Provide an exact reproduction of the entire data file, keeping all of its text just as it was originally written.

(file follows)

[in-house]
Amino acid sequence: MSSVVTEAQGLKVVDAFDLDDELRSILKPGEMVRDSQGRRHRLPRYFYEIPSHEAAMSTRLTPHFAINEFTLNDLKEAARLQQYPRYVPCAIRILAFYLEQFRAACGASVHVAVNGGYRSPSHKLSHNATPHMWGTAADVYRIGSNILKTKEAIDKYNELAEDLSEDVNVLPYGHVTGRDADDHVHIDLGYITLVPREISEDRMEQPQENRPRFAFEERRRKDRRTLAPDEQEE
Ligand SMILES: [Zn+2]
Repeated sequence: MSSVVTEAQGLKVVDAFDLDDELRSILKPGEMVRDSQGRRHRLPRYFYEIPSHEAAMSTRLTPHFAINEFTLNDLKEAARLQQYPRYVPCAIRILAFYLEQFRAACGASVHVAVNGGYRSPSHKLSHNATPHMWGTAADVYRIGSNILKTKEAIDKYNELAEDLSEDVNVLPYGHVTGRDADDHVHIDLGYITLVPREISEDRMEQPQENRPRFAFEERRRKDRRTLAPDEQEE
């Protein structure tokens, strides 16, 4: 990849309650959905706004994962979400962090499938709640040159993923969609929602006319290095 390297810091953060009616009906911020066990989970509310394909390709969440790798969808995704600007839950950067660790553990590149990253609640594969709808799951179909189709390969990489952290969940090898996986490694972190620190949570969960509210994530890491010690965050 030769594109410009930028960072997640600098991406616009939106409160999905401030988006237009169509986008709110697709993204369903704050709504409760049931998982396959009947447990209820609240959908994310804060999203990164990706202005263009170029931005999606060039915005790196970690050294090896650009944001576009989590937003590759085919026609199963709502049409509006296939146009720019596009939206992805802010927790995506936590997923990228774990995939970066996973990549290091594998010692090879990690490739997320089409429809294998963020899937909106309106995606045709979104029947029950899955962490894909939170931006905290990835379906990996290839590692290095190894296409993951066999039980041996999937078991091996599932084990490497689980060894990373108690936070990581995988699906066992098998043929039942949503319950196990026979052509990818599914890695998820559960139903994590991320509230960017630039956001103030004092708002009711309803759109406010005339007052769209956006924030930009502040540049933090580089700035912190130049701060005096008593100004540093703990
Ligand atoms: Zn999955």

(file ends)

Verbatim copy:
[in-house]
Amino acid sequence: MSSVVTEAQGLKVVDAFDLDDELRSILKPGEMVRDSQGRRHRLPRYFYEIPSHEAAMSTRLTPHFAINEFTLNDLKEAARLQQYPRYVPCAIRILAFYLEQFRAACGASVHVAVNGGYRSPSHKLSHNATPHMWGTAADVYRIGSNILKTKEAIDKYNELAEDLSEDVNVLPYGHVTGRDADDHVHIDLGYITLVPREISEDRMEQPQENRPRFAFEERRRKDRRTLAPDEQEE
Ligand SMILES: [Zn+2]
Repeated sequence: MSSVVTEAQGLKVVDAFDLDDELRSILKPGEMVRDSQGRRHRLPRYFYEIPSHEAAMSTRLTPHFAINEFTLNDLKEAARLQQYPRYVPCAIRILAFYLEQFRAACGASVHVAVNGGYRSPSHKLSHNATPHMWGTAADVYRIGSNILKTKEAIDKYNELAEDLSEDVNVLPYGHVTGRDADDHVHIDLGYITLVPREISEDRMEQPQENRPRFAFEERRRKDRRTLAPDEQEE
């Protein structure tokens, strides 16, 4: 990849309650959905706004994962979400962090499938709640040159993923969609929602006319290095 390297810091953060009616009906911020066990989970509310394909390709969440790798969808995704600007839950950067660790553990590149990253609640594969709808799951179909189709390969990489952290969940090898996986490694972190620190949570969960509210994530890491010690965050 030769594109410009930028960072997640600098991406616009939106409160999905401030988006237009169509986008709110697709993204369903704050709504409760049931998982396959009947447990209820609240959908994310804060999203990164990706202005263009170029931005999606060039915005790196970690050294090896650009944001576009989590937003590759085919026609199963709502049409509006296939146009720019596009939206992805802010927790995506936590997923990228774990995939970066996973990549290091594998010692090879990690490739997320089409429809294998963020899937909106309106995606045709979104029947029950899955962490894909939170931006905290990835379906990996290839590692290095190894296409993951066999039980041996999937078991091996599932084990490497689980060894990373108690936070990581995988699906066992098998043929039942949503319950196990026979052509990818599914890695998820559960139903994590991320509230960017630039956001103030004092708002009711309803759109406010005339007052769209956006924030930009502040540049933090580089700035912190130049701060005096008593100004540093703990
Ligand atoms: Zn999955």